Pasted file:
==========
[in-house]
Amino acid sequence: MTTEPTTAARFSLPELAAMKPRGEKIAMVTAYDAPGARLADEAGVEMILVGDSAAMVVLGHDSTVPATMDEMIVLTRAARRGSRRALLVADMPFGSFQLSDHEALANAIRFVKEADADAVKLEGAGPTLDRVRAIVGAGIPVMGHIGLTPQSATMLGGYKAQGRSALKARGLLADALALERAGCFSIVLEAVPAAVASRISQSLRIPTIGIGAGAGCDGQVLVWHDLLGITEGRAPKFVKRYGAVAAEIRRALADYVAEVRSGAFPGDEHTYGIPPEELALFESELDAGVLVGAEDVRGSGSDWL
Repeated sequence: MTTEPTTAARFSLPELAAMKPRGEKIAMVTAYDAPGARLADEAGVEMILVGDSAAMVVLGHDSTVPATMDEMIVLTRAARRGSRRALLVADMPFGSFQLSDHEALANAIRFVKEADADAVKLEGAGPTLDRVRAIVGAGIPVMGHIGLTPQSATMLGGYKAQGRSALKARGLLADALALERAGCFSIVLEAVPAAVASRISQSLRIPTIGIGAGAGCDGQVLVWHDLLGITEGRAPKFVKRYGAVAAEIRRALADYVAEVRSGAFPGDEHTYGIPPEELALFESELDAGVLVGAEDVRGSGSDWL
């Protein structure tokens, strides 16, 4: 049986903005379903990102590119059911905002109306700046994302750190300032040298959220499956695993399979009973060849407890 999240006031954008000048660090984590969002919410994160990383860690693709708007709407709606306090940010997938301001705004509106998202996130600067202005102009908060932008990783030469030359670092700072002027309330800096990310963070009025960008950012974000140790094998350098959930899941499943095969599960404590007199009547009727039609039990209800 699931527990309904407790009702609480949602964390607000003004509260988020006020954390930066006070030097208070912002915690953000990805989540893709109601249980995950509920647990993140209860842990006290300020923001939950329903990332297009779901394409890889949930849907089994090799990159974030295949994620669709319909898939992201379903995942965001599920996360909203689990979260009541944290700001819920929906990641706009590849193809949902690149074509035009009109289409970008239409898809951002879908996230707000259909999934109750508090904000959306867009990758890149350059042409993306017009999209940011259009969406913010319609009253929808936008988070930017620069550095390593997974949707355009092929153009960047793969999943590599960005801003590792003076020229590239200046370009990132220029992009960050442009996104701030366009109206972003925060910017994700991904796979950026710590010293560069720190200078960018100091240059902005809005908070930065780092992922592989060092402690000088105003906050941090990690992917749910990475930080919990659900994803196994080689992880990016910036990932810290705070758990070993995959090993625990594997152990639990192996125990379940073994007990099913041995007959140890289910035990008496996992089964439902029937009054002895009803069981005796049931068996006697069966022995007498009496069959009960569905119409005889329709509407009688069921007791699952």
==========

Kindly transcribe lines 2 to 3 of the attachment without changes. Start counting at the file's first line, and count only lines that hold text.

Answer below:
Amino acid sequence: MTTEPTTAARFSLPELAAMKPRGEKIAMVTAYDAPGARLADEAGVEMILVGDSAAMVVLGHDSTVPATMDEMIVLTRAARRGSRRALLVADMPFGSFQLSDHEALANAIRFVKEADADAVKLEGAGPTLDRVRAIVGAGIPVMGHIGLTPQSATMLGGYKAQGRSALKARGLLADALALERAGCFSIVLEAVPAAVASRISQSLRIPTIGIGAGAGCDGQVLVWHDLLGITEGRAPKFVKRYGAVAAEIRRALADYVAEVRSGAFPGDEHTYGIPPEELALFESELDAGVLVGAEDVRGSGSDWL
Repeated sequence: MTTEPTTAARFSLPELAAMKPRGEKIAMVTAYDAPGARLADEAGVEMILVGDSAAMVVLGHDSTVPATMDEMIVLTRAARRGSRRALLVADMPFGSFQLSDHEALANAIRFVKEADADAVKLEGAGPTLDRVRAIVGAGIPVMGHIGLTPQSATMLGGYKAQGRSALKARGLLADALALERAGCFSIVLEAVPAAVASRISQSLRIPTIGIGAGAGCDGQVLVWHDLLGITEGRAPKFVKRYGAVAAEIRRALADYVAEVRSGAFPGDEHTYGIPPEELALFESELDAGVLVGAEDVRGSGSDWL